Bleaching solutions. These products contain peroxide(s), which actually bleach the tooth enamel. These products typically rely on percent carbamide peroxide as the bleaching agent, carbamide peroxide comes in several different concentrations (10%, 16%, 22%).
Peroxide-containing whiteners typically come in a gel and are placed in a mouthguard. Usage regimens vary. Some products are used for about twice a day for 2 weeks, and others are intended for overnight use for 1-2 weeks. If you obtain the bleaching solution from your dentist, he or she can make a custom-fitted mouthguard for you that will fit your teeth precisely. Currently, only dentist-dispensed home-use 10% carbamide peroxide tray-applied gels carry the ADA Seal.
You also may want to speak with your dentist should any side effects become bothersome. For example, teeth can become sensitive during the period when you are using the bleaching solution. In many cases, this sensitivity is temporary and should lessen once the treatment is finished. Some people also experience soft tissue irritation—either from a tray that doesn’t fit properly or from solution that may come in contact with the tissues. If you have concerns about such side effects, you should discuss them with your dentist.
Toothpastes. All toothpastes help remove surface stain through the action of mild abrasives. "Whitening" toothpastes in the ADA Seal of Acceptance program have special chemical or polishing agents that provide additional stain removal effectiveness. Unlike bleaches, these ADA Accepted products do not alter the intrinsic color of teeth.
If my tooth doesn’t hurt and my filling is still in place, why would the filling need to be replaced?
Constant pressure from chewing, grinding or clenching can cause dental fillings, or restorations, to wear away, chip or crack. Although you may not be able to tell that your filling is wearing down, your dentist can identify weaknesses in your restorations during a regular check-up.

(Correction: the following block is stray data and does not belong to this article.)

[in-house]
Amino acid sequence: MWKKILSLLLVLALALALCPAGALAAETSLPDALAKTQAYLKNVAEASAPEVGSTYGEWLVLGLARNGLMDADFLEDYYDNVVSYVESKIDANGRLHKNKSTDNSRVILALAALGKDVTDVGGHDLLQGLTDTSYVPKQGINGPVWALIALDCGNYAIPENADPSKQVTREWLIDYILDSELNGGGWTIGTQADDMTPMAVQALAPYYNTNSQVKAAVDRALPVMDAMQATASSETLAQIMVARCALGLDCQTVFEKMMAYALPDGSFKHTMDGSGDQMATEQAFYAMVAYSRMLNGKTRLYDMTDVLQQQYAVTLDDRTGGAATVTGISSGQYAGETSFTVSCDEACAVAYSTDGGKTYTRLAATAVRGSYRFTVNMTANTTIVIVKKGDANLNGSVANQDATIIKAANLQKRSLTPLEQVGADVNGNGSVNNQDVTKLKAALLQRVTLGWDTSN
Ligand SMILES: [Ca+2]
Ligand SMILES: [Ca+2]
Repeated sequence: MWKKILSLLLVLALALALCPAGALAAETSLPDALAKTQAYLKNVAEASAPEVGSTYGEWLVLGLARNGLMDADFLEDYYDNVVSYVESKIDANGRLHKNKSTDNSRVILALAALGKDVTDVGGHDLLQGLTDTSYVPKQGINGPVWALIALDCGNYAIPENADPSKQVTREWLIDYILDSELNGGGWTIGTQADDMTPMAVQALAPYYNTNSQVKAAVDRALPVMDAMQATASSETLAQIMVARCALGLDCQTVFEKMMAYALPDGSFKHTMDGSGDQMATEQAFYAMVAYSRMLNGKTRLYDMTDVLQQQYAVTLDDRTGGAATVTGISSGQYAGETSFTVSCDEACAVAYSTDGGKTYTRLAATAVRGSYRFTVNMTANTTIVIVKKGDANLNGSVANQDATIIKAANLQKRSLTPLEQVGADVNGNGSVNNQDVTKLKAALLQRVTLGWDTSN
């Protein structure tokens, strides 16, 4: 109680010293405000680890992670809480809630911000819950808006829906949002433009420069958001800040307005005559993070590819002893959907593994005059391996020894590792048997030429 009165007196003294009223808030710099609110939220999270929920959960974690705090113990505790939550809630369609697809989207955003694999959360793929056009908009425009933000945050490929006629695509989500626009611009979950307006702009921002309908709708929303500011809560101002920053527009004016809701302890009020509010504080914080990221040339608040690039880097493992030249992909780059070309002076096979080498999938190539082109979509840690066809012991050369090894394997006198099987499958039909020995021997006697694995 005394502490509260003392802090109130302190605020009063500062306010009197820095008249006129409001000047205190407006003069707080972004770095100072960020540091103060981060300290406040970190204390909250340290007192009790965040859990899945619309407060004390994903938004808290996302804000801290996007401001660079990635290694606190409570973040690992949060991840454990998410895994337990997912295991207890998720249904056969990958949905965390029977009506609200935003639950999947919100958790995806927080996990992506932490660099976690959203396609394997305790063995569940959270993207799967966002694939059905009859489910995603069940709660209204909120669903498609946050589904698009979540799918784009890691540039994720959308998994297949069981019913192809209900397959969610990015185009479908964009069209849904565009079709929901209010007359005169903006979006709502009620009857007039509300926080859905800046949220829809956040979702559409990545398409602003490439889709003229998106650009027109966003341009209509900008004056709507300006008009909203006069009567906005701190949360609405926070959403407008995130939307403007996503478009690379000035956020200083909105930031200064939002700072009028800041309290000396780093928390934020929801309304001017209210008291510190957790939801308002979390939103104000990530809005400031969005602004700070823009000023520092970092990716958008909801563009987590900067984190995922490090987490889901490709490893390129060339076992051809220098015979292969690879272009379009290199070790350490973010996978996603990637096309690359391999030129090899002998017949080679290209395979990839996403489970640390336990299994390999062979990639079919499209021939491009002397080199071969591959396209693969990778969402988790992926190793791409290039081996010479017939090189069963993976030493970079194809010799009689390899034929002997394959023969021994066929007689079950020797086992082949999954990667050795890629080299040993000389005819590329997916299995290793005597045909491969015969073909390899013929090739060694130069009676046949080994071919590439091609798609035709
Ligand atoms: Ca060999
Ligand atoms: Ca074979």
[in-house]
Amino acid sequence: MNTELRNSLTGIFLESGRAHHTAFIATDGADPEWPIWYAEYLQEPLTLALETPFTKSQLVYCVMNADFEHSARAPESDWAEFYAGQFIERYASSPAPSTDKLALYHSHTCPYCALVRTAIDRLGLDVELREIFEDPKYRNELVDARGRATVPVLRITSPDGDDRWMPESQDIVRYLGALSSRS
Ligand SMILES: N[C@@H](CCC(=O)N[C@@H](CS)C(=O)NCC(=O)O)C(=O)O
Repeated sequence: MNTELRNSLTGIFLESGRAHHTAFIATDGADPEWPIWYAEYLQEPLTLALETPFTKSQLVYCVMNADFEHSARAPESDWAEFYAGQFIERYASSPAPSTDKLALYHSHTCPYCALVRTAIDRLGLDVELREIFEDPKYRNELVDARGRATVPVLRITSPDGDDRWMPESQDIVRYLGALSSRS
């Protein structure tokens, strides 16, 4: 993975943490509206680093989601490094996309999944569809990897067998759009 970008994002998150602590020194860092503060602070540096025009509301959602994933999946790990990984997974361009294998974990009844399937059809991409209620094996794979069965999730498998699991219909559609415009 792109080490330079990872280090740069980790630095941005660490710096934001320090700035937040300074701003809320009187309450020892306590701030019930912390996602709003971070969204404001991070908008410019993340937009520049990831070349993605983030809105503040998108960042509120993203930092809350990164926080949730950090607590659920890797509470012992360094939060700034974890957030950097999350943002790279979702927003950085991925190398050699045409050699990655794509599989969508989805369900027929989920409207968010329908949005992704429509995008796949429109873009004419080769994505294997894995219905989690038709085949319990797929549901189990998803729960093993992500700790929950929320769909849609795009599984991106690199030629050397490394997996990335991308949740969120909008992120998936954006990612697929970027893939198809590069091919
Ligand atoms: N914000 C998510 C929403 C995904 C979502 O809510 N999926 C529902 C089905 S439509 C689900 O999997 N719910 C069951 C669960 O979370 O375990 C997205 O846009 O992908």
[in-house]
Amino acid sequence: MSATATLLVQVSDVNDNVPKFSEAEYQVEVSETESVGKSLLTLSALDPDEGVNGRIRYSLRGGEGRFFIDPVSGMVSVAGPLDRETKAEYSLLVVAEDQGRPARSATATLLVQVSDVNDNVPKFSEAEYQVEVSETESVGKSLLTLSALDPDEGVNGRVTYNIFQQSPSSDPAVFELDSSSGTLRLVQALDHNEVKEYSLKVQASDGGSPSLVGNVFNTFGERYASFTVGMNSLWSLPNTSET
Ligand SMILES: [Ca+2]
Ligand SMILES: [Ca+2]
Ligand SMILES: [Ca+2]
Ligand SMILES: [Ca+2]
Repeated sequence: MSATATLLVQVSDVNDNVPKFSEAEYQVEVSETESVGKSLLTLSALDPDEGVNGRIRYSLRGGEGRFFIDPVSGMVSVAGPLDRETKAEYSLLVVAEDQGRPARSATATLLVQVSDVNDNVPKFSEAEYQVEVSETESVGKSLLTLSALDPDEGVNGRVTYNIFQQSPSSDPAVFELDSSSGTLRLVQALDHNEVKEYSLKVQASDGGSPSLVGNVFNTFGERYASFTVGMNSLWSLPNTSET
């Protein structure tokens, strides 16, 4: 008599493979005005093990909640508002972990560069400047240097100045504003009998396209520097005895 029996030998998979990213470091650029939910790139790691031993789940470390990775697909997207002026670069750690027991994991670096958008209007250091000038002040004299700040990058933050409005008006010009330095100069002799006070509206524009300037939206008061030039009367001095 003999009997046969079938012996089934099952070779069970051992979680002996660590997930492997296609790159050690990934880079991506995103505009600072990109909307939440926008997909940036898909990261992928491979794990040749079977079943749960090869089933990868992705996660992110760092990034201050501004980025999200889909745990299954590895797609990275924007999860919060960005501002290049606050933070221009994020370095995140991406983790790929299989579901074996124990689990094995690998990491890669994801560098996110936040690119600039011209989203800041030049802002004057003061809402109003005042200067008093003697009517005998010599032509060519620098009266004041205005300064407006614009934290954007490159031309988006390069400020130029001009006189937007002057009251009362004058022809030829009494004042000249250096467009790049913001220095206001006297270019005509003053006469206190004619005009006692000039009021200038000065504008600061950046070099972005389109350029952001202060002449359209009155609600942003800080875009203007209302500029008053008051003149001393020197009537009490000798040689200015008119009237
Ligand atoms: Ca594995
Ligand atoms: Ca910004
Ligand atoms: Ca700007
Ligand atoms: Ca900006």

If the seal between the tooth enamel and the restoration breaks down, food particles and decay-causing bacteria can work their way under the restoration. You then run the risk of developing additional decay in that tooth. Decay that is left untreated can progress to infect the dental pulp and may cause an abscess.
If the restoration is large or the recurrent decay is extensive, there may not be enough tooth structure remaining to support a replacement filling. In these cases, your dentist may need to replace the filling with a crown.
Is there a filling material that matches tooth color?
Yes. Composite resins are tooth-colored, plastic materials (made of glass and resin) that are used both as fillings and to repair defects in the teeth. Because they are tooth-colored, it is difficult to distinguish them from natural teeth. Composites are often used on the front teeth where a natural appearance is important. They can be used on the back teeth as well depending on the location and extent of the tooth decay.
What can I do about bad breath?
Regular checkups will allow your dentist to detect any problems such as periodontal (gum) disease, a dry mouth or other disorders that may be the cause. Maintaining good oral hygiene, eliminating periodontal (gum) disease and scheduling regular professional cleanings are essential to reducing bad breath.